Picture walking into an 18th-century Florentine palazzo, making fresh pasta with a group of strangers and leaving, full and happy, as friends. That’s what happens at Piccola Cucina in via Gino Capponi, where graphic designer-turned-supper club host Angie Niebles Moss greets guests for a meaningful and immersive culinary experience.
In a city strewn with cooking classes, Angie’s aim is to offer something special that revolves around food. “I’m originally from Colombia where the national love language is food, so when I came to Italy for the first time, I felt right at home. It was love at first sight. I became obsessed with the simplicity of the food: all you need is a handful of ingredients to create something truly special. As soon as I returned to Miami, where I lived at the time, I picked up a cookbook and taught myself how to cook Italian dishes by hosting an Italian night once a month and testing my recipes with my friends. It became a thing. Those nights are the inspiration behind Piccola Cucina.”
In May 2022, Angie moved to Florence and introduced her supper club here as a way to break the ice. Now, it’s turned into a business. “Accidentally really, it’s a way of being creative outside of my field! We say the experience takes five hours from 2 to 7pm, but it always runs longer than that. At first, there’s a roomful of strangers, but everyone leaves as friends. One guest had just arrived from South Africa and she ended up hanging out with the people she’d met during the experience for the rest of her week in Florence.”
Piccola Cucina refers to the tiny kitchen in Angie’s studio apartment, a gorgeous space with original parquet floors, frescoed ceilings and tall windows. Adding freshly picked flowers, linen napkins and slender candlesticks, the creative director rearranges the layout to host guests for her supper club and fresh pasta classes based on ingredients purchased that morning at the market. “I like to create an inviting atmosphere with Italian music in the background, so that everyone can immerse themselves in the Tuscan lifestyle. There’s a layer of magic.” Spoiler alert: the arrival has a speakeasy ambiance. Angie shows her guests how to make a Spritz and, before too long, they feel so at home that they pour their own drinks, while nibbling on a grazing board of candied prosciutto, local cheeses and homemade mostarda, all of which is explained.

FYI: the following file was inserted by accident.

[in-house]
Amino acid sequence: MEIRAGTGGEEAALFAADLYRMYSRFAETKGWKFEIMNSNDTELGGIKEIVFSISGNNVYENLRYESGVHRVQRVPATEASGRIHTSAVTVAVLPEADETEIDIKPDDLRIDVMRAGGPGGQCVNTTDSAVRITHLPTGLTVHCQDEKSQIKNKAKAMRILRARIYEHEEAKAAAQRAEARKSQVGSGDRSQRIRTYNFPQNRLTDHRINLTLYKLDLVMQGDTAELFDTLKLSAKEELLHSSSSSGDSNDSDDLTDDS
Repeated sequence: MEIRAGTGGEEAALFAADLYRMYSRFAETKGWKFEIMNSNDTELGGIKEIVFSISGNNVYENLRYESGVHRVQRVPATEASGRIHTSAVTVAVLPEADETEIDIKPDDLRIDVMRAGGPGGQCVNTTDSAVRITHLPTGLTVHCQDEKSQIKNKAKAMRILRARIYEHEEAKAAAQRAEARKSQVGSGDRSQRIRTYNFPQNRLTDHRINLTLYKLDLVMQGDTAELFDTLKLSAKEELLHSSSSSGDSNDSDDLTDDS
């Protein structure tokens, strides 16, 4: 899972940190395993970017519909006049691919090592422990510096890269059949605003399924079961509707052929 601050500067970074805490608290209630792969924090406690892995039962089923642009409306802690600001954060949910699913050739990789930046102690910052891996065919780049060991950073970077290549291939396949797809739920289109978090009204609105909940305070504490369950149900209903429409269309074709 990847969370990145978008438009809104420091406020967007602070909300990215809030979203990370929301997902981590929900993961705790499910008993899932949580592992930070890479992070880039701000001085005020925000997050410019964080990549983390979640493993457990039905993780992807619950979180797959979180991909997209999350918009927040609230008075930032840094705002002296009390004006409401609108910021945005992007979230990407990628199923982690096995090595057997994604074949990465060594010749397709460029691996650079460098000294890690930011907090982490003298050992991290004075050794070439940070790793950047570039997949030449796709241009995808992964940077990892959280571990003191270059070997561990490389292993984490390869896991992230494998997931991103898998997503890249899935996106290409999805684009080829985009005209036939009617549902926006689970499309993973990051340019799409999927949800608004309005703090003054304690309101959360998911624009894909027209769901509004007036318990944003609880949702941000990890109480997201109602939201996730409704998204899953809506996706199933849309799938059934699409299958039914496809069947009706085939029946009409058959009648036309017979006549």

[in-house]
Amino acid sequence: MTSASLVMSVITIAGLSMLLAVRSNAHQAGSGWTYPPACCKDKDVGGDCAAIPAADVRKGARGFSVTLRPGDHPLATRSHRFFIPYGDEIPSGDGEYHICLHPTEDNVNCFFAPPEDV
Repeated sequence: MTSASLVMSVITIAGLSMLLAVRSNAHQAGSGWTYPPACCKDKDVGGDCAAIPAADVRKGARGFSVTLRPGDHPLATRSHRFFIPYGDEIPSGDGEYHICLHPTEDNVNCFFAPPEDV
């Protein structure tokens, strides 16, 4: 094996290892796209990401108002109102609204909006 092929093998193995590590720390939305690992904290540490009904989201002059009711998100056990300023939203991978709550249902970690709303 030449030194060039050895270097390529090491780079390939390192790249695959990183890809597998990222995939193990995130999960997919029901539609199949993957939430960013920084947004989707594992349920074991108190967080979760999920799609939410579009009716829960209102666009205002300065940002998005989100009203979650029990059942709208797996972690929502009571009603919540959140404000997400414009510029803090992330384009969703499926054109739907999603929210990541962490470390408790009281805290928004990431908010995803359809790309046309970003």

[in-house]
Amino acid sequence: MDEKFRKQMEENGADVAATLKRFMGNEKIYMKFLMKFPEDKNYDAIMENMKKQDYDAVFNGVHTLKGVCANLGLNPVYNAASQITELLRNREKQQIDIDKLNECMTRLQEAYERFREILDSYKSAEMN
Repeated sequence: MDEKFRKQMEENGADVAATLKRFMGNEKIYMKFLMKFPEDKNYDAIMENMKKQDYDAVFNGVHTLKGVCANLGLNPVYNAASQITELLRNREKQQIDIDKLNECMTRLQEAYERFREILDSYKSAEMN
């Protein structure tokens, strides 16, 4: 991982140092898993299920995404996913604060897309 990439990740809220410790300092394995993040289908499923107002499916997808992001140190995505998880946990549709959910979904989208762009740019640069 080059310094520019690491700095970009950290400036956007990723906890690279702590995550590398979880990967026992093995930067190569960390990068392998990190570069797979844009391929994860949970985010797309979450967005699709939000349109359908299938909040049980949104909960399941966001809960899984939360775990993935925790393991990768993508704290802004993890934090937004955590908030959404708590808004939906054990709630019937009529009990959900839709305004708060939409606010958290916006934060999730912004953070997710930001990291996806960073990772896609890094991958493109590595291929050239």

“Angie’s class was so fun, informative and engaging! She is the perfect teacher to bring a group of people together and turn them into friends. Her passion for cooking really shows through her teaching and through her presentation. She is patient and takes the time to assure that each student has a wonderful experience and learns something. The atmosphere is also incredible. It is a Florentine dream with art, beautiful views from the window and a cozy atmosphere. I’m so thankful to have attended and look forward to attending more in the future!”
As the aprons go on, everyone is getting involved: kneading the pasta, helping one another put the dough through the machine, stirring the sauce. “As a host, I love the fact that everyone starts anticipating the needs of others: pouring the wine, serving the pasta. After spending the afternoon together, it’s like you’re eating at a friend’s house.”
Photos by Francesca De Nigris @francescadenigris___/
Piccola Cucina: Intimate Culinary Experiences